- The Washington Times - Tuesday, October 1, 2002

Artful dodger
"Al Gore's bitter and negative speech in San Francisco [Sept. 23] contained any number of clashes with his previous positions. After all, regime change in Iraq was a policy endorsed by the Clinton administration. Two years ago, Gore said, quite simply, that Saddam must go. Earlier this year, he said that a 'final reckoning' with Iraq was essential in any war on terror and that Iraq represented a 'virulent threat in a class by itself.'
"Now, he's not so sure. What has changed? Saddam, after all, is closer than ever to having weapons of mass destruction. What's changed is that Gore senses a political advantage if he shifts tack and opposes the Bush administration. Once again, in a speech in which he condemns the Bushies for playing domestic politics with the war, Gore is clearly guilty of projection. It's Gore not Bush who is putting his own short-term political interests above his long-standing principles and positions.
"But he's not even honest about that. Gore, it's important to remember, is fundamentally a political coward. Just like his fellow Democrats, who have long refused to take a position either for or against war with Iraq until the administration 'makes its case,' Gore wants to get all the credit for taking on the administration from the left, while distancing himself artfully from the topic of war altogether."
Andrew Sullivan, writing on "The Opportunist," Thursday in Salon at www.salon.com
The 'L-word'
"That lesbians play softball is a terribly old stereotype, but few outside of college athletics have heard what it's like for the non-gay girl who wants to play the sport. If you're not crazy about your daughter showering in a very-far-away-from-don't-ask-don't-tell gym shower, high school and college softball might not be for her. In 'Diamonds are a Dyke's Best Friend: Reflections, Reminiscences and Reports from the Field on the Lesbian National Pastime,' Yvonne Zipter makes a compelling case that softball teams have long been the best way to meet lesbians.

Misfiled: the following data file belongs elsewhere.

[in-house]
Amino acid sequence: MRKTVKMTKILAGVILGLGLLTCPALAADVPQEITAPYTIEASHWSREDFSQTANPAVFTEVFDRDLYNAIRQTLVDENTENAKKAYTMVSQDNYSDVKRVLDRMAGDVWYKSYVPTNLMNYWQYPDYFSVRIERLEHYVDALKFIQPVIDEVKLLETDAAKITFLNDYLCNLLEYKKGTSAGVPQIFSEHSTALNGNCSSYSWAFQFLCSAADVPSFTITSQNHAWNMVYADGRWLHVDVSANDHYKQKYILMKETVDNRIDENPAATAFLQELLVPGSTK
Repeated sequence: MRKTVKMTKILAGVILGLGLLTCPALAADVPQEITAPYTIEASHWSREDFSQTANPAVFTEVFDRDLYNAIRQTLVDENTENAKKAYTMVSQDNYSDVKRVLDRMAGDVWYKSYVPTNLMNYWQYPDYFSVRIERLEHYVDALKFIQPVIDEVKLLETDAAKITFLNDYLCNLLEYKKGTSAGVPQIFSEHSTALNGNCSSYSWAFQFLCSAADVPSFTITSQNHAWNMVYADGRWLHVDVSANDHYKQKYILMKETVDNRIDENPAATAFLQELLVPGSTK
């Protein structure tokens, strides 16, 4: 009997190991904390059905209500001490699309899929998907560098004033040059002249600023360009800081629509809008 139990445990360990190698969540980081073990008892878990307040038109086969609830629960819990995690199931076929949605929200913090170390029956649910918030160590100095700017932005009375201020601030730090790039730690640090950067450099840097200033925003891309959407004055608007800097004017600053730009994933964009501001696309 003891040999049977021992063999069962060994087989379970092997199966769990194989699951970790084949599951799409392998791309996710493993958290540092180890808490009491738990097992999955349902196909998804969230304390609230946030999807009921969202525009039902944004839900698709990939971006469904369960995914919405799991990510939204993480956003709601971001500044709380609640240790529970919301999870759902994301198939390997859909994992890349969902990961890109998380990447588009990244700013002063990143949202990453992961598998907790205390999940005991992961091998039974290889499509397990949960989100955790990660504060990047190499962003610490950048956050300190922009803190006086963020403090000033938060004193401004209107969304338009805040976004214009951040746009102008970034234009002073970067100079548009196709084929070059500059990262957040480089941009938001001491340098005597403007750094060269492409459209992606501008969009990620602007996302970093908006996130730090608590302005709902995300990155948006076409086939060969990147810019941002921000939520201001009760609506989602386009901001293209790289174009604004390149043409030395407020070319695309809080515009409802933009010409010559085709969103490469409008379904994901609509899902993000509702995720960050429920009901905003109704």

"Of course, when it's a recreational softball league for adults, that's no one's business. But it is an issue on high school and college teams. Zipter cites another experienced player: 'I met my first lover through softball. My daughter she's 18 she plays softball. She has a girlfriend too. They met playing softball in high school together.'
"With the exception of a few small lesbian publishing houses you're not going to find too many people wanting to talk about the issue. In fact, whatever your morality and whatever your lifestyle, hardly anyone wants to touch the topic. As a result, few coaches especially male coaches are willing to talk about the L-word for fear they will be construed as enemies of women's sports."
Kathryn Jean Lopez, "Leagues of Their Own" in the Oct. 14 issue of National Review
Laughable guardians
"The [Catholic] bishops' meeting [in Dallas] bore all the marks of a media event. From Bishop Wilton Gregory's dramatic address, to lay liberals Margaret Steinfels' and Scott Appleby's chiding, to the gut-wrenching stories shared by victims, to the so-called zero-tolerance policy adopted on the last day.
"Establishment of a high-profile national review board headed by Gov. Frank Keating of Oklahoma only confirmed the suspicion. While the board drew media kudos as 'impressive,' (troubling in itself coming from that bastion of anti-Catholicism), savvy Catholics shook their heads over the naming of Leon Panetta, Bill Clinton's former chief of staff, and Robert Bennett, Clinton's lawyer. Their connection to the lascivious and predatory former president makes their involvement as guardians against sexual abuse almost laughable, not to mention their support for the most pro-abortion team ever to occupy the White House."
Mary Ann Kreitzer in "After Dallas, What Now?" in the current issue of the Truth, a newsletter of Les Femmes, a Catholic women's group


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